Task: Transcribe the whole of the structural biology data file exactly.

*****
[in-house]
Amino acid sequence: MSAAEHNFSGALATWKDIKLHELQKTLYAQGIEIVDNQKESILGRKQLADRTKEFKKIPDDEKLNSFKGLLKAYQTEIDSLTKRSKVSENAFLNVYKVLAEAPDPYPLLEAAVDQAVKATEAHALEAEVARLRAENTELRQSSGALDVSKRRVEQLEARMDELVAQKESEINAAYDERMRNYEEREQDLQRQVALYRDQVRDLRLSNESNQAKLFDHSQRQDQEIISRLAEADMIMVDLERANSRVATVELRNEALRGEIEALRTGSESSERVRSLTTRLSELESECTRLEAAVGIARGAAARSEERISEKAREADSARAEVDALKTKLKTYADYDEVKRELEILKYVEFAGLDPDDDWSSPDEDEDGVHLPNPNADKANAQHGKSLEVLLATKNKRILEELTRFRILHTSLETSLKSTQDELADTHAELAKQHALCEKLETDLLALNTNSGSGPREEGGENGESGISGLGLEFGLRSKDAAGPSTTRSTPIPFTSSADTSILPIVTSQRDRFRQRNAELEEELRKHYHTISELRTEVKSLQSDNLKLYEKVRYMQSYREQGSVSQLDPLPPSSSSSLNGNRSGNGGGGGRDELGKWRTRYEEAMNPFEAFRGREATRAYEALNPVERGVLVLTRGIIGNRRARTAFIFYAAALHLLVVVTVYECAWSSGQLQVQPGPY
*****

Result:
[in-house]
Amino acid sequence: MSAAEHNFSGALATWKDIKLHELQKTLYAQGIEIVDNQKESILGRKQLADRTKEFKKIPDDEKLNSFKGLLKAYQTEIDSLTKRSKVSENAFLNVYKVLAEAPDPYPLLEAAVDQAVKATEAHALEAEVARLRAENTELRQSSGALDVSKRRVEQLEARMDELVAQKESEINAAYDERMRNYEEREQDLQRQVALYRDQVRDLRLSNESNQAKLFDHSQRQDQEIISRLAEADMIMVDLERANSRVATVELRNEALRGEIEALRTGSESSERVRSLTTRLSELESECTRLEAAVGIARGAAARSEERISEKAREADSARAEVDALKTKLKTYADYDEVKRELEILKYVEFAGLDPDDDWSSPDEDEDGVHLPNPNADKANAQHGKSLEVLLATKNKRILEELTRFRILHTSLETSLKSTQDELADTHAELAKQHALCEKLETDLLALNTNSGSGPREEGGENGESGISGLGLEFGLRSKDAAGPSTTRSTPIPFTSSADTSILPIVTSQRDRFRQRNAELEEELRKHYHTISELRTEVKSLQSDNLKLYEKVRYMQSYREQGSVSQLDPLPPSSSSSLNGNRSGNGGGGGRDELGKWRTRYEEAMNPFEAFRGREATRAYEALNPVERGVLVLTRGIIGNRRARTAFIFYAAALHLLVVVTVYECAWSSGQLQVQPGPY